Hurricane Harvey’s flooding was so widespread throughout Houston that the parking lot outside the practice of AOA Past President Ronald L. Hopping, O.D., was used as a staging area for rescue boats.
Excerpted from page 26 of the March 2018 edition of AOA Focus.
You know to stock up on water and unplug electronics when a natural disaster threatens your home. But how do you prepare an optometric practice to ride out the storm?
Amid raging wildfires in California, and as we enter what the National Oceanic and Atmospheric Administration calls the most active and dangerous time of year for tropical cyclone activity, heed these emergency procedure tips from doctors who have been there.
Make a list
"We have a hurricane checklist that includes moving and covering equipment and supplies, and zip-tying cabinets shut," says April Jasper, O.D., who practices in coastal Florida, "as well as waterproofing as much as possible with sandbags on the outside and towels on the inside of windows and doors."
Enable staff communication
Set up a text message group to keep staff in the loop on office closings, check on everyone during the disaster and find out who can make it back to the office, says Ronald L. Hopping, O.D., AOA past president who practices in southeast Houston. "[A text message group creates] camaraderie and connection with the rest of the staff," he says.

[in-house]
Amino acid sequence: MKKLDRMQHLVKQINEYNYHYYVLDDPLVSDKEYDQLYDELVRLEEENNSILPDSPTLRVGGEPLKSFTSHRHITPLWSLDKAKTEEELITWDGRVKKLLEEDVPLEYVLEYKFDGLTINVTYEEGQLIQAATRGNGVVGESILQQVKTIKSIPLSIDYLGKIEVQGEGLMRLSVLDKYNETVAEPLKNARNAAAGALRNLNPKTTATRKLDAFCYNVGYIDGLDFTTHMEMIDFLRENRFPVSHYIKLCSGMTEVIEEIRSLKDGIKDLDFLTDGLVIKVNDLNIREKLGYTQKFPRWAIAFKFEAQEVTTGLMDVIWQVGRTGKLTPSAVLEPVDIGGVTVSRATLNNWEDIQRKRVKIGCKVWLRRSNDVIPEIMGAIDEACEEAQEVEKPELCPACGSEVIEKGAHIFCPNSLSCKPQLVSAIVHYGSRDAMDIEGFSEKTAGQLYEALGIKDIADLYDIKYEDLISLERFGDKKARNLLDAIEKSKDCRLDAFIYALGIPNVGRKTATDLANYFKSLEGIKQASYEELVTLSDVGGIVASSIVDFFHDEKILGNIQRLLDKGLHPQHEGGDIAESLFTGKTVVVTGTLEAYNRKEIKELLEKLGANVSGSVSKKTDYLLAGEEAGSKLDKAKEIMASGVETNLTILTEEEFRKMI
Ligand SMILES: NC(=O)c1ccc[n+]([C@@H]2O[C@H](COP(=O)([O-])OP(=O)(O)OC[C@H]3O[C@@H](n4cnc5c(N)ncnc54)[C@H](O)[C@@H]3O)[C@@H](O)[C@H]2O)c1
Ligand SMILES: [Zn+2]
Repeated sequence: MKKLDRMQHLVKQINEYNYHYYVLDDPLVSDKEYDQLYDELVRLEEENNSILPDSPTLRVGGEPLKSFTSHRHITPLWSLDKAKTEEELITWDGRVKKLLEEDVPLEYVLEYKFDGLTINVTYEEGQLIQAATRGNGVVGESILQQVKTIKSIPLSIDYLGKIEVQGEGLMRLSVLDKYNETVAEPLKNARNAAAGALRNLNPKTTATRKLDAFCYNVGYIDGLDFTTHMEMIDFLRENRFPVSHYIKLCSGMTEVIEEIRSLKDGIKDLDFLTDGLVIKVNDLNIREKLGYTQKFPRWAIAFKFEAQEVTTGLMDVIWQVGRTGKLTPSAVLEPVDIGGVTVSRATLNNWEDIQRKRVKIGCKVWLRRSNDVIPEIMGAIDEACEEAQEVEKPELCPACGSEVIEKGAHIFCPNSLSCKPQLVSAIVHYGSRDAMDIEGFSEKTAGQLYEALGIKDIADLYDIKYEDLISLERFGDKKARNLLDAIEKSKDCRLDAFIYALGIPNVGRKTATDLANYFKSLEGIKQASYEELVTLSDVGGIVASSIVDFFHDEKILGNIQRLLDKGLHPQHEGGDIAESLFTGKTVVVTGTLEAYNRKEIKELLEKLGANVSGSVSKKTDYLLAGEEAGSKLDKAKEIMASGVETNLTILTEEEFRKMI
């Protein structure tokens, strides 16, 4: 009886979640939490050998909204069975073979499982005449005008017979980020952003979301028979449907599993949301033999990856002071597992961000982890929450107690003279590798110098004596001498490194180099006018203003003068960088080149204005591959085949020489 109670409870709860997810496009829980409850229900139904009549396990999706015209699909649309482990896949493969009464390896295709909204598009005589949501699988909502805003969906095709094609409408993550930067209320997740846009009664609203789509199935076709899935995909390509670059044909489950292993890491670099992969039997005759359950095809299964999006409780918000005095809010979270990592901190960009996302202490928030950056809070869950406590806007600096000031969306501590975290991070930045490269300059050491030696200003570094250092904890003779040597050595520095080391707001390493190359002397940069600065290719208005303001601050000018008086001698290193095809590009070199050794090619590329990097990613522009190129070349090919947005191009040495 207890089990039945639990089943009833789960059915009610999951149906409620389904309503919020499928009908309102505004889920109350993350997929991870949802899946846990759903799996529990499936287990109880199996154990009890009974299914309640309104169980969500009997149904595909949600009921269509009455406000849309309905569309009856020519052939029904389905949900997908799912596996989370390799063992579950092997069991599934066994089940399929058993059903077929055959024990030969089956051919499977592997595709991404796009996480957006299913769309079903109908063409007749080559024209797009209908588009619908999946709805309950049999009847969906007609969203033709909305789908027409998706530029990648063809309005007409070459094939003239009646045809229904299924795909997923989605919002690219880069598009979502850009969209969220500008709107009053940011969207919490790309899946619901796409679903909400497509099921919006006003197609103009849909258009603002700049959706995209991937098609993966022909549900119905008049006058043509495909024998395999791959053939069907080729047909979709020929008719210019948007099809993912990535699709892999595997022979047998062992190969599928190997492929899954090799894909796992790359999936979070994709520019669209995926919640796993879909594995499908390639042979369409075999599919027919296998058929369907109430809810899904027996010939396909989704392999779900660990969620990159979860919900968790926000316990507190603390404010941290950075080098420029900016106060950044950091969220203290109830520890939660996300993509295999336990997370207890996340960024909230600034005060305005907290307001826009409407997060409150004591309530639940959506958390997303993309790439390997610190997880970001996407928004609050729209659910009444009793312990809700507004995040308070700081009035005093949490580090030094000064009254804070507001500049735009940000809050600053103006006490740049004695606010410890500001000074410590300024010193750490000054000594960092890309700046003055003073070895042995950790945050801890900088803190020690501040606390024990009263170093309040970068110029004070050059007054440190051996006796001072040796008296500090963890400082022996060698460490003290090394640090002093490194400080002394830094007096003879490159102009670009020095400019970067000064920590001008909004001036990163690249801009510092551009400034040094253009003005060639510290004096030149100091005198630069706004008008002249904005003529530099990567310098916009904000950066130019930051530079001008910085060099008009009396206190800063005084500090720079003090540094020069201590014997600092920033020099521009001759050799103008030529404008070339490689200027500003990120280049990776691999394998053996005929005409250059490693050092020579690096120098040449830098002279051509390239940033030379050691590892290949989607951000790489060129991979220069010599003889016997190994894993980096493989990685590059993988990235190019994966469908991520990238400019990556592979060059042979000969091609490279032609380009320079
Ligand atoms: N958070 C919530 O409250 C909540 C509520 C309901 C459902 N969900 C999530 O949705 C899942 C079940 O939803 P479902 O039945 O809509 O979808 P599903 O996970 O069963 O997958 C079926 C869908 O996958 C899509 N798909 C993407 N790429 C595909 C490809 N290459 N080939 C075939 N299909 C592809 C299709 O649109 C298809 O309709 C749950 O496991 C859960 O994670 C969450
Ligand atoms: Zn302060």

Keep records safe
Ensure your records are backed up. Buildings can be repaired and rebuilt, but lost records can be just as disastrous.
Prepare to help
Doctors of optometry can be part of the solution during natural disasters, says Tad Buckingham, O.D., assistant professor and attending physician at Pacific University College of Optometry and division chief with Forest Grove Fire & Rescue in Oregon. Take medications and ocular surface treatments with you when evacuating the office, he says. "In disasters, we must be prepared to be called up," Dr. Buckingham says. "Be prepared to help the people who are coming to help you."
Optometry's Fund for Disaster Relief helps change the lives of those doctors affected by natural disasters, providing immediate financial relief for critical and urgent needs, such as food, clothing and shelter. A program of Optometry Cares ®—The AOA Foundation, Optometry's Fund for Disaster Relief has granted nearly a million dollars in grants since its inception in 2005.
Last year alone, hurricanes Harvey, Irma and Maria precipitated a record year for Optometry's Fund for Disaster Relief with $349,500 granted to 113 doctors. Separately, Optometry's Fund for Disaster Relief for Students granted $16,450 to 71 students.
Read more about doctors of optometry recovering after disaster in the March 2018 AOA Focus.
The AOA will use the time to evaluate its collection efforts and create a registry for the future that is most useful to improving eye health and vision care. The AOA launched the registry in 2015.
Even if you’re choosing to disengage, today’s politics have a way of finding you. What are the ground rules for approaching political debates in the practice?
Under new rules for the 21st Century Cures Act, doctors of optometry will need to prepare for changes going into effect April 5. Doctors should check in with their health IT vendor in order to make sure they meet the new requirements.